About Mr. Ming

My name is Chris Ming and I work for the East China Schools. I am the Principal of Marine City Middle School and also serve the role of Data and Assessment Coordinator for the district. I previously worked as the Assistant Principal and Athletic Director at Marine City High School (MI). As a former science teacher and soccer coach in Georgia I became very interested in educational technology and its application in the classroom. I believe that technology usage in schools is a necessity in the creation of 21st Century learners. Properly preparing teachers to deliver content with technology tools has become a passion of mine. I am always on the look out for new tools to enhance student learning and am excited about the direction that technology is taking education.

  • Bachelor of Science – Michigan State University (Biological Sciences)
  • Master of Arts – Central Michigan University (Curriculum and Instruction)
  • Educational Specialist – Oakland University (Leadership)

3 responses to “About Mr. Ming

  1. Hey Chris, I would love to follow your blog but I don’t see a button allowing me to do so, guide me! Good stuff.

    Mitch Weathers

  2. Maryann Hanley-Pereira

    Hello. I am a chem/bio teacher in Massachusetts. I have started using educreations and saw your videos. They are terrific! I have been teaching for 33 years but I just started trying to make my own videos. I have looked at Sophia.org and I also took a professional development day where I received Camstasia Studio. Do you have any advice? At this point I feel a bit overwhelmed. I just bought an ipad and the educreations seemed easiest to use so far. Did you ever have students look at videos from other teachers and if so how did you do this with educreations? Thank you so much for your feedback. Maryann Hanley-Pereira

    • Hello Maryann,

      It is exciting to hear that you are diving into the world of flipped/blended learning. I completely understand the feeling that you are having of being overwhelmed, and rest assured that it is a common way to feel when taking on this type of task. With that in mind, linked below is a website that I created and have shared with other teachers looking to make the move to recorded lessons. It won’t answer every question that you have, but hopefully it will address some of them.

      ” title=”Getting Started with a Flipped Classroom” target=”_blank”>https://sites.google.com/site/mingflippedclassroom/

      I haven’t done a whole lot with Sophia nor Camstasia, but they work well depending on what your needs are. My best advice to you is to figure out what you want for your students and then select the best tool to make that work for you and them. Since you have already purchased and iPad, my personal opinion is that Educreations is the simplest way to write your lessons. In addition to ease of use, the creators of Educreations (Wade and Chris) are very dedicated to working with teachers toward improving the app and enhancing student learning. They consistently ask for feedback and use that to shape advancements with the app. Since the time that I started using it, Educreations has evolved considerably and become more user friendly for both teachers and students.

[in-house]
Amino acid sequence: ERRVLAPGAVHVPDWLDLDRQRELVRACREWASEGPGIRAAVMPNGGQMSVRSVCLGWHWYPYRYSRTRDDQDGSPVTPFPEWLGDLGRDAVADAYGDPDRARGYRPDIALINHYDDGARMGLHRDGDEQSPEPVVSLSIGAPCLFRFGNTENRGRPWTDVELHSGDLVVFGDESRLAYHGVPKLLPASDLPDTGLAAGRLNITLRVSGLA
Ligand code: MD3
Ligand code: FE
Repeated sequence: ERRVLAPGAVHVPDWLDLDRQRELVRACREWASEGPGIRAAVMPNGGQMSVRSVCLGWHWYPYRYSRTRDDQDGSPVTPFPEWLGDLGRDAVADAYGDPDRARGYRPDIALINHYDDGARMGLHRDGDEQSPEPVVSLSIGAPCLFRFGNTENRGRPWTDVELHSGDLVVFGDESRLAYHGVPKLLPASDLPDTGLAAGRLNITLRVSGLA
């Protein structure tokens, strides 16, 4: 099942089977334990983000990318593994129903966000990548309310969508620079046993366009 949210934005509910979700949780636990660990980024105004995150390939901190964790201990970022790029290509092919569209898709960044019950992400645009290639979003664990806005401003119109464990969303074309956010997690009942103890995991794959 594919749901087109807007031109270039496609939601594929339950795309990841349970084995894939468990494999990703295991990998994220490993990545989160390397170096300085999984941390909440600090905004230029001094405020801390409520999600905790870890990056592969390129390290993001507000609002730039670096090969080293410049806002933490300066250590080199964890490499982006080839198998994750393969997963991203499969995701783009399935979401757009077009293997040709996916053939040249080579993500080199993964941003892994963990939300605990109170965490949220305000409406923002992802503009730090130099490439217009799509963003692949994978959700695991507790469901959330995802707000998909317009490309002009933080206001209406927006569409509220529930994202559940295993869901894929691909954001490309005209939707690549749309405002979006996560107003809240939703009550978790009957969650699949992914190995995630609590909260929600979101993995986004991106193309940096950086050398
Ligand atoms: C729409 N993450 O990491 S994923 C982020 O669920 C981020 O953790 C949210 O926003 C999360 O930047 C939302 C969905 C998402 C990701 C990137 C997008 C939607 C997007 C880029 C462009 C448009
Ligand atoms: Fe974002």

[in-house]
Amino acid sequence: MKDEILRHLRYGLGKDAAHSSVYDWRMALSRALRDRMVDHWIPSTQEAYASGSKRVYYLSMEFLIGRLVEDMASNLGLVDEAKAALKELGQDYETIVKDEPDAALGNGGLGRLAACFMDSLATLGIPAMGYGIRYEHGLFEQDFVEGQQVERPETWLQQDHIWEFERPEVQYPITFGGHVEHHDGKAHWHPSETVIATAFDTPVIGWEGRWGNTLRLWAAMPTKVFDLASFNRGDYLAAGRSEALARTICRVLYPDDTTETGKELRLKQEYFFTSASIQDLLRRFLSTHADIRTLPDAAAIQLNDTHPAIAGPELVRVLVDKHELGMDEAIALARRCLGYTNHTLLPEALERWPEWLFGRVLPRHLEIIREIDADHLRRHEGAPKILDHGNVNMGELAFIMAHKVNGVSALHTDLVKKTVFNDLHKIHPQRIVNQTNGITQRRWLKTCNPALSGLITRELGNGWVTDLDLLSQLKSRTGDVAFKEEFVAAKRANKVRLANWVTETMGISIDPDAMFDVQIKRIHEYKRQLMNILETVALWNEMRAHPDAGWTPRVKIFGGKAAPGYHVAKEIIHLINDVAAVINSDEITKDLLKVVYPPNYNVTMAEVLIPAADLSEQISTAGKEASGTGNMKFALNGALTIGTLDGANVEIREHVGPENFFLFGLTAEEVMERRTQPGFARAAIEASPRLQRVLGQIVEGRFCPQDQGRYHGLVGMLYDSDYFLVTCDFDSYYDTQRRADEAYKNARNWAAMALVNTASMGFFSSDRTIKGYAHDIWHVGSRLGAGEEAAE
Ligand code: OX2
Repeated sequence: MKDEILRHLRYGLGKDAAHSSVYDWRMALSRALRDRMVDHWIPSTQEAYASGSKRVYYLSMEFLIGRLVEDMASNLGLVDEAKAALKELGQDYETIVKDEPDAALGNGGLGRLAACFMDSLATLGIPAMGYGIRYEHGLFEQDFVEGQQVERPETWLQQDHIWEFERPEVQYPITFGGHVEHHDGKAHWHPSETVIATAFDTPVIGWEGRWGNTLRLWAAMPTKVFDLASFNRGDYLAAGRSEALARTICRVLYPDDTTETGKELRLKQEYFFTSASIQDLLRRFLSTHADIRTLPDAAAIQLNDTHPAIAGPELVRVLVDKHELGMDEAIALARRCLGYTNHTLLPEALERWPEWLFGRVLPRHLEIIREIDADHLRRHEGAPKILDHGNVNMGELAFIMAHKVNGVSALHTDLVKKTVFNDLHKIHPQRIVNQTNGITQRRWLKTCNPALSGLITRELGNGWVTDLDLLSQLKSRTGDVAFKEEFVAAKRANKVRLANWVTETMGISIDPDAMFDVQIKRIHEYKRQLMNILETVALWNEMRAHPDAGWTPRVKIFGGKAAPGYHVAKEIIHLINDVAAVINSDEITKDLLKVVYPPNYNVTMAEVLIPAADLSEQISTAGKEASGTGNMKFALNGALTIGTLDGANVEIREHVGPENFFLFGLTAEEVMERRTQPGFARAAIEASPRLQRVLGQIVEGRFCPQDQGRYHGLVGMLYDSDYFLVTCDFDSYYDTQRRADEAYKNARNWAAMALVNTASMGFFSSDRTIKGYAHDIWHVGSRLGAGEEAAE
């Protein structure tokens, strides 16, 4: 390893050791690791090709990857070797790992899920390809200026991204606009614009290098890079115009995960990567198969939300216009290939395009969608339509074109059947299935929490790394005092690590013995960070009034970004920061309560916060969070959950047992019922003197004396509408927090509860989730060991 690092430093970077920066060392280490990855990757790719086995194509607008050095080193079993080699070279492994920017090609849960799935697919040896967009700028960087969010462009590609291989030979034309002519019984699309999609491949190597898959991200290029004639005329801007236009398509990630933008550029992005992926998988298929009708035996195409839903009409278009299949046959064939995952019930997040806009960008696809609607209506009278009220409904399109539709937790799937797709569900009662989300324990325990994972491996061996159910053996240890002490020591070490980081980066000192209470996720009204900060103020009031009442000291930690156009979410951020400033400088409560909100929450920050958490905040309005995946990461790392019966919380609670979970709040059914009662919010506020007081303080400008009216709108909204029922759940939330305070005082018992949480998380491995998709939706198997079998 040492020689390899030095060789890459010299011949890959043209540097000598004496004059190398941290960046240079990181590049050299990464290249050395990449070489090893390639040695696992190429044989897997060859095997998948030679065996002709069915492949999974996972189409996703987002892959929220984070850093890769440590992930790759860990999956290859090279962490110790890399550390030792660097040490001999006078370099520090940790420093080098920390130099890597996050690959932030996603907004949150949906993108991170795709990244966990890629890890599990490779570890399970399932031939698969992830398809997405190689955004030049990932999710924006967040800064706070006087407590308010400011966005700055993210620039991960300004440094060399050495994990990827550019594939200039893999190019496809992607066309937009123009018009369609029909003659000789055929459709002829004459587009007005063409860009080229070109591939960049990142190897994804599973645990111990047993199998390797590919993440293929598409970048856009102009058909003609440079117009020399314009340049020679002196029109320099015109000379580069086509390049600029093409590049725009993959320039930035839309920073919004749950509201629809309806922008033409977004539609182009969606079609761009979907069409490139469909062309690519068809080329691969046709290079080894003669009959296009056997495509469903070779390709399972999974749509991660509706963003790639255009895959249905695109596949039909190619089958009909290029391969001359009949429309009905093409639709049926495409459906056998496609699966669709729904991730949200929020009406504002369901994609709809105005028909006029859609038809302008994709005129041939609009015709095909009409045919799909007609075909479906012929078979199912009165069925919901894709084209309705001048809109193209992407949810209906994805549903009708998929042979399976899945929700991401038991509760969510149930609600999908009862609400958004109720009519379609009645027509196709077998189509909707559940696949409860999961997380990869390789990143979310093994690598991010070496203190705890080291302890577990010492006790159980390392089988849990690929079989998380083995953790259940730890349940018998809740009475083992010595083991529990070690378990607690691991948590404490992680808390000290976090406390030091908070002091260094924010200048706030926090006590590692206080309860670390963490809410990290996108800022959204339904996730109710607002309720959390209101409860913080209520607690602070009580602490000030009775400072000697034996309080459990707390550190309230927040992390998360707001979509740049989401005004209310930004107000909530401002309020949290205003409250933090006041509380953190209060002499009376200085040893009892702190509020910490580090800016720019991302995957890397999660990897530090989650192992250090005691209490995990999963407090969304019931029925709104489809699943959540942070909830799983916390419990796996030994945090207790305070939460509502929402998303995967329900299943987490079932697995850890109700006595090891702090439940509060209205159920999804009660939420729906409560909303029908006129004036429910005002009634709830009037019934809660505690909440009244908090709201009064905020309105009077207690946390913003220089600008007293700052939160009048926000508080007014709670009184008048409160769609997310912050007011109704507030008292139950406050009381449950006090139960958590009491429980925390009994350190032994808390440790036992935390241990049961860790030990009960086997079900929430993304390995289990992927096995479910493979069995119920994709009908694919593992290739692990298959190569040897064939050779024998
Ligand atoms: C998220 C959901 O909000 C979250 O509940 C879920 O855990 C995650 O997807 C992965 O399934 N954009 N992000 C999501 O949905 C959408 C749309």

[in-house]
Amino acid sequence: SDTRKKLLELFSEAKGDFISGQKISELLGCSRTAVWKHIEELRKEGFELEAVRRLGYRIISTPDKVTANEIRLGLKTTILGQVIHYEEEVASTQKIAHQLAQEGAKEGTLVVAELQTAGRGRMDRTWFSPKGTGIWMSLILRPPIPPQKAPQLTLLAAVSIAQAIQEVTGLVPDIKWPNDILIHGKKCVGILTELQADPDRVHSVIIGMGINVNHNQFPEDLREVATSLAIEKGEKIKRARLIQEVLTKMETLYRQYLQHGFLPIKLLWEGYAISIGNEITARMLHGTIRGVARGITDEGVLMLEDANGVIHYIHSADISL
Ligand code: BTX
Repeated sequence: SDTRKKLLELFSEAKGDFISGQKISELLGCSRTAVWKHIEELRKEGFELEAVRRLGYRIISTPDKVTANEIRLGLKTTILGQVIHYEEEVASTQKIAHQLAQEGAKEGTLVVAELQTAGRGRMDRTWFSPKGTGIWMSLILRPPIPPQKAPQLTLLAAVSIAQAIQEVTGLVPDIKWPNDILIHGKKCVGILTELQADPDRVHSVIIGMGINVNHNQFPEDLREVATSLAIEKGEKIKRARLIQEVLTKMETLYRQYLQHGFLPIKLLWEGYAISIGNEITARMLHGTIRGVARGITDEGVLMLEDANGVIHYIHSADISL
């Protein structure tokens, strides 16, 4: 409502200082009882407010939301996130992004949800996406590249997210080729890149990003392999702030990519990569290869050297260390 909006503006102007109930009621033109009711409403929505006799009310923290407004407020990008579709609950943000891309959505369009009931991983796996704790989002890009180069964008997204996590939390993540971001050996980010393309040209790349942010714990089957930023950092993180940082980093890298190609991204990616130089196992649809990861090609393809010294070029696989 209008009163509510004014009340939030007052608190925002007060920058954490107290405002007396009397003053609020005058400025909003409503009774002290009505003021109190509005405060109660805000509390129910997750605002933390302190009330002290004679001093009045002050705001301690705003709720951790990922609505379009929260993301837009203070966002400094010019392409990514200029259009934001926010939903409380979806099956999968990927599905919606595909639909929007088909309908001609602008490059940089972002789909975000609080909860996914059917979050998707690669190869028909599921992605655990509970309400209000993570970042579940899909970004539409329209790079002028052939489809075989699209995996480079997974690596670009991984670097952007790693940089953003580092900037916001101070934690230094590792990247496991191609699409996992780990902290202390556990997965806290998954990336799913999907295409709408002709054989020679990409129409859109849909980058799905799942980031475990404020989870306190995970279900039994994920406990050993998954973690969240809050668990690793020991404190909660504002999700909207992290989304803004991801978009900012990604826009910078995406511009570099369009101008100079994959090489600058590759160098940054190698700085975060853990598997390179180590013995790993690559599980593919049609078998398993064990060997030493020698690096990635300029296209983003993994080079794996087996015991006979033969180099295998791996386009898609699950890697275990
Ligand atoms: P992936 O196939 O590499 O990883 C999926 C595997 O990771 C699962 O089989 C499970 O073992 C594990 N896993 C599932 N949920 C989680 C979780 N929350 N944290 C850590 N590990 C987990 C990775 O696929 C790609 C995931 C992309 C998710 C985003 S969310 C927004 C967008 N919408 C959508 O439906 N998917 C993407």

When I was writing lessons my basic procedure was:

      1. Figure out the start and end point of my instruction (I tried to limit to a max of 7-10 minutes)
      2. Download to Dropbox all of the pictures I thought I would need to create a visual for my students.
      I would highly recommend opening a dropbox account (free) and downloading it to your iPad; it is fully integerated in the Educreations app.
      3. Lay out all of the pictures and “pre-voice recording” writing on the storyboard
      4. Record the audio.
      5. When finished, I obviously saved, but I also delivered my content in a couple of different ways; posting to the Educreations website (standard), copying the link to my class website with a “view by date”, and tweeting it out (many of my students simply followed me on Twitter and grabbed it from there when I posted it).

      To answer your last question, no I never had students look at videos from other teachers. I did, however, have colleagues that I taught with who used my videos with their students in cases where the student missed school or simply needed to hear it a different way. I am not opposed to using other teachers’ material, I just wanted to see the flipped approach out 100%. One of the cool things about educreations is that students can go directly to their website (educreations.com) and search by subject or teacher. Another option here would be giving the students a direct link to the videos that you want them to watch.

      I hope this lengthy response answers your questions. If you have any others, however, I would be more than happy to help. Good luck on your blended learning project and if you would ever like feedback on any of your videos let me know.

      Chris

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